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Fast Object Storage: No Longer an Oxymoron?

Traditionally object storage is seen as a cheap and deep option. For on-premises storage, it is often a way to deal with the massive volumes of unstructured data in a cost-effective and scalable way. As object storage moved to the cloud with things like Amazon S3, that didn’t really change. Sure it was even more scalable and the consumption pricing made it seem even  cheaper, but not anything you would think of as fast. Block storage was where you went to satisfy your need for speed.

In this post from Chris Mellor, he looks at a few startups trying to change that perception with fast object storage. Pure Storage went a long way with this in 2016, introducing FlashBlade that paired object storage to fast flash media, and NetApp eventually followed suit with StorageGRID. But if inertia is palpable in IT, it’s almost unavoidable in storage. Hence why we’re only starting to see new companies in the fast object storage lane.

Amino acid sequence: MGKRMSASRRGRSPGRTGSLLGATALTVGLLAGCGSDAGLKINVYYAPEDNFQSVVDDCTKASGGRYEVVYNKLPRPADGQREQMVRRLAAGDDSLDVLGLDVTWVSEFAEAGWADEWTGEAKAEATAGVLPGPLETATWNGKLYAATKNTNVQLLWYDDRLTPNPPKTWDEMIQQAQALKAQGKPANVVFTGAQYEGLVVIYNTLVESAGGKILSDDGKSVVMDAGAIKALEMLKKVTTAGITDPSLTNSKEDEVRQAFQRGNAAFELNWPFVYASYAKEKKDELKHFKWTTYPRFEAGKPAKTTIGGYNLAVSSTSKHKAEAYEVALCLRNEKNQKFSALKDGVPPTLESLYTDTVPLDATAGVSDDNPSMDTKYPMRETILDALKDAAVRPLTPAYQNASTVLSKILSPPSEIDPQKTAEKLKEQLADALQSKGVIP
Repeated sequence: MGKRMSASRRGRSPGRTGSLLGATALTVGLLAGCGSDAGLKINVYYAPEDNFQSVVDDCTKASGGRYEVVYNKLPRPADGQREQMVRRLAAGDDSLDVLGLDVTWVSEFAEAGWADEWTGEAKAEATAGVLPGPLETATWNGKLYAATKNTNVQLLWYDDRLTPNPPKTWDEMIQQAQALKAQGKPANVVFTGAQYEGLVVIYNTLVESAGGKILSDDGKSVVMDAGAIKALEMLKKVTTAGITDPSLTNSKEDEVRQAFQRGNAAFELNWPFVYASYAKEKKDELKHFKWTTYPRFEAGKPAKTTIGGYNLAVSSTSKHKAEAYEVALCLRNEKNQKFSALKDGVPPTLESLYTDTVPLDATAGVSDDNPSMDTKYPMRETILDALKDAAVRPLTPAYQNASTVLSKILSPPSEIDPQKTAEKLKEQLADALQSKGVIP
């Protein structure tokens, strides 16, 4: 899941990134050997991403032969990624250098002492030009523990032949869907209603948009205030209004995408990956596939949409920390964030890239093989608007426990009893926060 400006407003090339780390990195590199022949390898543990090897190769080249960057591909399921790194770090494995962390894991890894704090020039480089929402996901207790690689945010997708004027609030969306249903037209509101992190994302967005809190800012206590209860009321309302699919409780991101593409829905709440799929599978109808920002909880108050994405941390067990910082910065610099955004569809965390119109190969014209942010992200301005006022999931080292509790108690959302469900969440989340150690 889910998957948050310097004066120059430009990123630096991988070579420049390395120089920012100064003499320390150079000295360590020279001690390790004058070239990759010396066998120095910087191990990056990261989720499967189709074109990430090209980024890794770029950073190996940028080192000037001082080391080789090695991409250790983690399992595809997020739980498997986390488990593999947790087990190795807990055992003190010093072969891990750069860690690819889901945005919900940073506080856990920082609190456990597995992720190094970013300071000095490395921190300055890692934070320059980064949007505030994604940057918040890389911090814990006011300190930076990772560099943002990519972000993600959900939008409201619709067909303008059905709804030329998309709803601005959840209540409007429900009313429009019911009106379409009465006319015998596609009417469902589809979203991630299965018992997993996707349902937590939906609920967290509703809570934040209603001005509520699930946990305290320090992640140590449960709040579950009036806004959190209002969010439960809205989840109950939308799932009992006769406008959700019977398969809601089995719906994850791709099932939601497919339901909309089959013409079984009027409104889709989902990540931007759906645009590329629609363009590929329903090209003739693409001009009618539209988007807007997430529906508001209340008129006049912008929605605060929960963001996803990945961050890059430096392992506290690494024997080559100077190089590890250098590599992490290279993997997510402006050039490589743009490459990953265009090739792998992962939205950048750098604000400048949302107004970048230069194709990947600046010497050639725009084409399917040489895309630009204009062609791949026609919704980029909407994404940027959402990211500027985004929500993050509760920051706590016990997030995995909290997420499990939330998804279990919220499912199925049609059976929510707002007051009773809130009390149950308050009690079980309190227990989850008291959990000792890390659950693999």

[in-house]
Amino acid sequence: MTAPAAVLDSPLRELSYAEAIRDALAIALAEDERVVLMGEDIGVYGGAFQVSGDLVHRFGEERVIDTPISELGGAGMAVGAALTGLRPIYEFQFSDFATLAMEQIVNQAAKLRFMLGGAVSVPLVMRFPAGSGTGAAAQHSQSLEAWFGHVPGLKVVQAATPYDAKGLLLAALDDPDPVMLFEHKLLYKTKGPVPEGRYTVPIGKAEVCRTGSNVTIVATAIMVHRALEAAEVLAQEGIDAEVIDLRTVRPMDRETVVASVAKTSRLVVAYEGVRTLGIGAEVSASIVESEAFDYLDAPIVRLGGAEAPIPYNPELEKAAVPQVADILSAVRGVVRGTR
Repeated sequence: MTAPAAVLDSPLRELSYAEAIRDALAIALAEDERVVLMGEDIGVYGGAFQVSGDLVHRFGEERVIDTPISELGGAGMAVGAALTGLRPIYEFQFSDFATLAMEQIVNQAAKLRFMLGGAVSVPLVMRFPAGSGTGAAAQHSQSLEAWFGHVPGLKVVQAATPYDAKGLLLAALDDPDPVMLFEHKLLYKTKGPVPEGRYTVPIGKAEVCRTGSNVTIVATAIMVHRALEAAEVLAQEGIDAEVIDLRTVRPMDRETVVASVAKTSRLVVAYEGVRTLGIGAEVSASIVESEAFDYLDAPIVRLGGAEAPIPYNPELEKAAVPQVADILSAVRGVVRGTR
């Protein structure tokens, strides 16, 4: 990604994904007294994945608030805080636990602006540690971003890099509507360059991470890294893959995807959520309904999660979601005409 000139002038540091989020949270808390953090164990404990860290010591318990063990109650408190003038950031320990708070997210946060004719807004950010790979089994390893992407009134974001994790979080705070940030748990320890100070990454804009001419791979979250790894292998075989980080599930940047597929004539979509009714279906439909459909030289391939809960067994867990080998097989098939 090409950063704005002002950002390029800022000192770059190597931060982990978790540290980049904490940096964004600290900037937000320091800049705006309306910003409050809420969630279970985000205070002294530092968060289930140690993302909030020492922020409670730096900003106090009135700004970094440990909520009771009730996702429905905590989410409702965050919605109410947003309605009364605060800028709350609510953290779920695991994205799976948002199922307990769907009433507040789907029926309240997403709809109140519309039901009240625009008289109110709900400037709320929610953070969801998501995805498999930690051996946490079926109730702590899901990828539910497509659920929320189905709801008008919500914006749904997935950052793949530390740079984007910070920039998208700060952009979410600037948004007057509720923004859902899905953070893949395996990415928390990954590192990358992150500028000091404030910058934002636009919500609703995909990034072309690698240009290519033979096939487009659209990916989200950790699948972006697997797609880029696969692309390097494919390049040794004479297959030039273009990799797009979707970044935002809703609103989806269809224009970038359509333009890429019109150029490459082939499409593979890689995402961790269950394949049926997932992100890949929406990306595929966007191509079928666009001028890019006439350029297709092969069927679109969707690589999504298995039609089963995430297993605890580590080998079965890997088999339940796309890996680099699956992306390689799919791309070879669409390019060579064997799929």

If you need to get up to speed (pun unavoidable) on the companies and applications for this new direction in object storage, be sure to check out Chris’ post.

Read more at: Blocks and Files Why fast object storage is poised for the mainstream

About the author

Rich Stroffolino

Rich has been a tech enthusiast since he first used the speech simulator on a Magnavox Odyssey². Current areas of interest include ZFS, the false hopes of memristors, and the oral history of Transmeta.